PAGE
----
Come for the fishing, stay for the subplot about infiltrating an evil teleportation corporation

Intergalactic Fishing
(Image credit: Boat Anchor Games)

There are few phrases I wouldn't expect to find in a minimalist indie fishing game.

"Teleport to The Conflux," for example.

"We will need to disguise your identity so they won't know who is responsible for this grift," is another.

And: "The beacon transmits information about every teleporter that enters or leaves the lake to the ULT Corp Headquarters."

When I started playing Intergalactic Fishing, I honestly just wanted to go fishing, but now I'm wrapped up in a deep, dark plot about mysterious underwater anomalies, an apparently evil teleportation corporation, and a secret resistance group trying to take them down.

Which is awesome! I've played a bunch of fishing games and they rarely include corporate espionage or teleportation. It's like the developer, Boat Anchor Games, had an idea for a intriguing sci-fi mystery and an idea for a fishing game and decided to just combine them. I'm fully on board for this.

At first glance, Intergalactic Fishing doesn't look like much. In its top-down view, your boat is a simple circle. Your fishing line is literally a line that sticks out from your boat. Fishing involves basically watching a little status meter. Here, take a look:

But there's a lot going here, both with the fishing and the story. Your little boat (or BOAT, which stands for Buoyant Object for Above-Water Travel) is equipped with a teleporter you can use to visit lakes all over the universe. There are a few dozen established lakes, but also essentially infinite, procedurally generated lakes filled with fish no one has ever seen before. Every fish has its own habits, behaviors, and preferences for lures and environments.

Dissect and study fish and you'll learn more about where they like to hang out, what time of day they feed, and the types of lures that will attract them. You can create your own lures with a neat and fairly complicated utility that lets you determine the size, buoyancy, color, shininess, and noise of each lure. One of the wonderful pleasures of Intergalactic Fishing is teleporting to some unknown, alien lake and fiddling around with the lure creator until you've got a winner and can start reeling in new, never-before-seen fish to examine and sell. You can even name the fish you find and the lakes you discover.

As you earn money by selling fish, completing contracts, or winning fishing tournaments against NPC fishermen, you can upgrade just about everything you own. Buy a bigger boat, purchase more advanced fishing rods, and install modules in your ship or lures that create new possibilities. I'm currently saving up for a short-range teleporter so I can blip from a planet's major lake to small, inland bodies of water. I also have a magnet I can install in my lure for pulling up... secret things... from deep underwater.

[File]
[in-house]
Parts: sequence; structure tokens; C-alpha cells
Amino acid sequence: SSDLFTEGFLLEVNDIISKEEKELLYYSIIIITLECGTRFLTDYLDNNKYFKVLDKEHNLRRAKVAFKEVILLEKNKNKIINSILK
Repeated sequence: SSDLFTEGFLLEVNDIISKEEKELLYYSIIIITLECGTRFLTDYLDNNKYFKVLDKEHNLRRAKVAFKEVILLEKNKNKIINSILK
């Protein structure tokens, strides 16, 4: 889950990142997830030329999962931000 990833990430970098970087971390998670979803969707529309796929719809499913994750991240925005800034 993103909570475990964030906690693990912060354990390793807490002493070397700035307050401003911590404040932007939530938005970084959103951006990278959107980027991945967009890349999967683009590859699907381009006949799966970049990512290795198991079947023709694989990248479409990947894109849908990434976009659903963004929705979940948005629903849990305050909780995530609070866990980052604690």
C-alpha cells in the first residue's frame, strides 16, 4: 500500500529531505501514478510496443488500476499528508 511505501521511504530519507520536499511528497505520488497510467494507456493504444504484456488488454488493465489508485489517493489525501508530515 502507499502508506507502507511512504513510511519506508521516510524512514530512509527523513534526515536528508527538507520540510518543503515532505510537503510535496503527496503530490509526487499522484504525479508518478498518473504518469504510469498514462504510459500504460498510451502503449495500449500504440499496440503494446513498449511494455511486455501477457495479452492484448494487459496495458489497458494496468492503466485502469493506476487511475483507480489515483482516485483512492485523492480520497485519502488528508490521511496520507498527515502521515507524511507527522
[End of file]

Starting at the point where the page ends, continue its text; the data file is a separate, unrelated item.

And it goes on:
This is how to make lures. Like everything about Intergalactic Fishing, it's more complicated than it looks. (Image credit: Boat Anchor Games)

And yeah, there's that whole subplot about an evil corporation that has done something to your local lake that's killing all the fish, and an underground resistance movement with its own teleporter technology you can join in an attempt to uncover the truth. You can put aside this storyline whenever you want to just focus on fishing and exploring, but it's hard not to get enthralled by it.

And who knows what else is going on in Intergalactic Fishing? I've already been distracted from the storyline because I found a bottle floating in the water that led me on a treasure hunt, which along the way netted me a treasure hunting module I could install in my ship that led to a riddle and a secret map for a lake on another planet and a nice haul of loot. I played for hours this weekend and feel like I've only begun to scratch the surface of what feels like a pretty deep game.

(Image credit: Boat Anchor Games)

There are a few issues: the text size is really small on a big monitor, and while there's lots of helpful in-game info on how everything works it can be easy to miss. If you see a tiny question mark on your screen, it'll usually bring up answers on how to do things like change your boat's loadout or how the lure-crafting system works.

So don't be put off by the minimalist graphics of Intergalactic Fishing: Behind them is a neat fishing game that I'm enjoying more and more the longer I play.

Christopher Livingston
Staff Writer

Chris started playing PC games in the 1980s, started writing about them in the early 2000s, and (finally) started getting paid to write about them in the late 2000s. Following a few years as a regular freelancer, PC Gamer hired him in 2014, probably so he'd stop emailing them asking for more work. Chris has a love-hate relationship with survival games and an unhealthy fascination with the inner lives of NPCs. He's also a fan of offbeat simulation games, mods, and ignoring storylines in RPGs so he can make up his own.